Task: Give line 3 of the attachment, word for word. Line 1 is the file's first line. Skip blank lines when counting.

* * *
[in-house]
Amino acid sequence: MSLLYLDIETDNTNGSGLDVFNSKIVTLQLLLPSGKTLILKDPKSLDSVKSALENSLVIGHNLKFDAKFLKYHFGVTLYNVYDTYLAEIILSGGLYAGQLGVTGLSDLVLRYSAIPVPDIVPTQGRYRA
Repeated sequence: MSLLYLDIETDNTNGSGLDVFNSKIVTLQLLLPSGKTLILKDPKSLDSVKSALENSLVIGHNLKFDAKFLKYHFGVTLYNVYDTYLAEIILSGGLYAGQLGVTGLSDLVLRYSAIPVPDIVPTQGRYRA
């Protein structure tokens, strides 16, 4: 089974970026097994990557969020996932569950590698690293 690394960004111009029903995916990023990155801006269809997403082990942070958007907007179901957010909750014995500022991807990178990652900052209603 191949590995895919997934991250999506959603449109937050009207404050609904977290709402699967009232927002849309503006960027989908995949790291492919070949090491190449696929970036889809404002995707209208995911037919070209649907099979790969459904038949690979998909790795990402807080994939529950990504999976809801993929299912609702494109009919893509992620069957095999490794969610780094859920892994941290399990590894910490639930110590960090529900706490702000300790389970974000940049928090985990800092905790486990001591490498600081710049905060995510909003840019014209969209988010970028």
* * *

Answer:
Repeated sequence: MSLLYLDIETDNTNGSGLDVFNSKIVTLQLLLPSGKTLILKDPKSLDSVKSALENSLVIGHNLKFDAKFLKYHFGVTLYNVYDTYLAEIILSGGLYAGQLGVTGLSDLVLRYSAIPVPDIVPTQGRYRA